Story II in the series
inspired by Molly Noble Bull.
This would provide the fusion
to the other stories the publisher rightly was trying to make without confusing
the issue of authorship of the story.
I know this is just a 99 cent
story and the publisher may not of thought it was worthy of a more thorough and
more costly marketing effort. However, this view is short sighted.
What the cover does is
attract readers who are expecting a different kind of story. Such readers could
well be disappointed and might reflect this disappointment by giving poor
reviews that are really no fault of the author.
On the other hand, the best
prospects for this story, and there should be many, may not even notice that
this is a story they would enjoy. Thus the best prospects could well be driven
In effect, this marketing is
attracting non-prospects to the product while potentially driving away the best
prospects. Doing this is the unforgiveable sin in marketing. It is better to
have marketing that does nothing than have marketing that by misdirection makes
One last thing: many people
will not buy an eBook without knowing how long it is. I've seen ebooks that are
only a few pages long. I only bought this story after I emailed the author to
find out how long it was. Telling how long a story is should be mandatory for
ebooks because doing so is a more powerful way to market the book.
Sally Clay’s livelihood has been snatched away, but in its place arises an
opportunity to escape from her sordid past and an unrelenting, unwanted suitor.
Boarding a train with a heartsick rancher and an enigmatic miner, she leaves
Virginia City behind and heads to Northern California, waiting for the chance
to make right what went wrong three long years before.
But the road to revenge is far from smooth. Sally soon learns that the jagged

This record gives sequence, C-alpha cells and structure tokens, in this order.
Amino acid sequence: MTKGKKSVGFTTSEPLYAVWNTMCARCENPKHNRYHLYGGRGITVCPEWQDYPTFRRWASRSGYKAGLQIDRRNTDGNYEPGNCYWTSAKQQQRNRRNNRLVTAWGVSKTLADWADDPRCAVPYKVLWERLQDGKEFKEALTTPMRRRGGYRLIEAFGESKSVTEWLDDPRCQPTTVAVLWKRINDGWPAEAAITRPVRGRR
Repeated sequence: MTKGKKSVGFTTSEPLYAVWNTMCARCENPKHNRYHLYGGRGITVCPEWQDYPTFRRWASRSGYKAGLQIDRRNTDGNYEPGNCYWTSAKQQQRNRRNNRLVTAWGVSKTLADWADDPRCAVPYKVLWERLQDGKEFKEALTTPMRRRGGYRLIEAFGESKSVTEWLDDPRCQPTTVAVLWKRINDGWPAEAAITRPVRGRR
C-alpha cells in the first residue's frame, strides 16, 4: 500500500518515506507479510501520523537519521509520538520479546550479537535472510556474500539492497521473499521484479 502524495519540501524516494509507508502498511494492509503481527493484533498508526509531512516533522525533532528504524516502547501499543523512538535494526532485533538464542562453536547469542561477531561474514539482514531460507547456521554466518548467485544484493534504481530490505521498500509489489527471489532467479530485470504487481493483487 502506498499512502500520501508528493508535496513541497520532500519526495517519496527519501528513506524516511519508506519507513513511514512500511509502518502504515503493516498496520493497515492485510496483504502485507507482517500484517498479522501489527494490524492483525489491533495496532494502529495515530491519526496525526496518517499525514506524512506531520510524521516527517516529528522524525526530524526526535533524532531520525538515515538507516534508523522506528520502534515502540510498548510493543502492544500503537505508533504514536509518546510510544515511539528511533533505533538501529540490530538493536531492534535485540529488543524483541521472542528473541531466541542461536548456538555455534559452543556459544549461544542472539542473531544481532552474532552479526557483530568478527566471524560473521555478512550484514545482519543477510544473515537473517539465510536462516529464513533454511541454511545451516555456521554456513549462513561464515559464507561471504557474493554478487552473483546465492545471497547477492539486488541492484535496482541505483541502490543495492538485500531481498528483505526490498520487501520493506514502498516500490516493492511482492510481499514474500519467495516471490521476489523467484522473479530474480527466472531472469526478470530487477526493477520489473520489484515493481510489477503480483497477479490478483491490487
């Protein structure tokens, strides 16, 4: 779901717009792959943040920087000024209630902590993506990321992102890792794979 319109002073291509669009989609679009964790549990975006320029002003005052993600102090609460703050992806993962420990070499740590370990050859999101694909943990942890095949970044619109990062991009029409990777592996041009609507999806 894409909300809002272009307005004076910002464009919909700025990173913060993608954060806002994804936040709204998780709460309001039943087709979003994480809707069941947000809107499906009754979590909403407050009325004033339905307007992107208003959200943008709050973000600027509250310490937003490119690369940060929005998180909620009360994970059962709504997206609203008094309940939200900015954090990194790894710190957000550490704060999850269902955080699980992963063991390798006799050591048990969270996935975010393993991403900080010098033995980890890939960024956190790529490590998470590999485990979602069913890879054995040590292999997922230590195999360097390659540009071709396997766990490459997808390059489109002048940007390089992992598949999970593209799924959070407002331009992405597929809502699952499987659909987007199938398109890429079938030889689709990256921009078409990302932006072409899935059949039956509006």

pieces of a broken heart can far too easily wound the hearts of others – and
hers isn’t the only heart that’s broken. Tragedy and fear dog her steps as she
flees from the redwood forests to the high desert and back again. Will her
bleeding heart ever find a way and a place to heal?
A desperate soiled dove. Three men who come to care for her. One man determined
to claim her.
All on a journey that will show them what true love really involves.
Inspirational Historical Romance
About the Author
Amber Stokes has a Bachelor of Science degree in English and a
passion for the written word - from blogging to writing poetry, short stories,
and novels. After her brief time at college in Oregon, she is now back home
among the redwoods of Northern California, living life one day at a time and
pursuing her passion via freelance
editing and self-publishing her debut novel, Bleeding Heart. You can
connect with Amber on her blog, Seasons of Humility.
Lena lives in a scenic small town in Massachusetts with her
husband, two kids, and a very spoiled Black Lab. She writes fiction for young
adults, mostly light fantasy with a healthy dose of "sigh-worthy"
romance. You can visit her online at www.lenagoldfinch.blogspot.com.
from Bleeding Heart
hearts should be considered a crime. That would make Elizabeth Lawson an outlaw and
Joe Clifton the victim. And that wasn’t a far stretch in Joe’s mind. She had
rounded up his heart, branded her name across it when it should never have
belonged to her, and then left him high and dry. Still, he was getting sick of
hanging around the scene of the crime. He just didn’t know where else to go.
Lake Tahoe had once been his favorite
get-away destination, a place where he could go to just sit back and enjoy the
view of water as clear as a shined-up mirror. Now those crystal depths and the
unmoving boulders along the water’s edge taunted him, bringing back memories of
a happy proposal and a less-than-happy scene where his heart was handed back to
him on a silver platter – bruised, broken, and bleeding.
He didn’t want to make any more memories
like that. So he made a promise to himself: He would never let anyone break his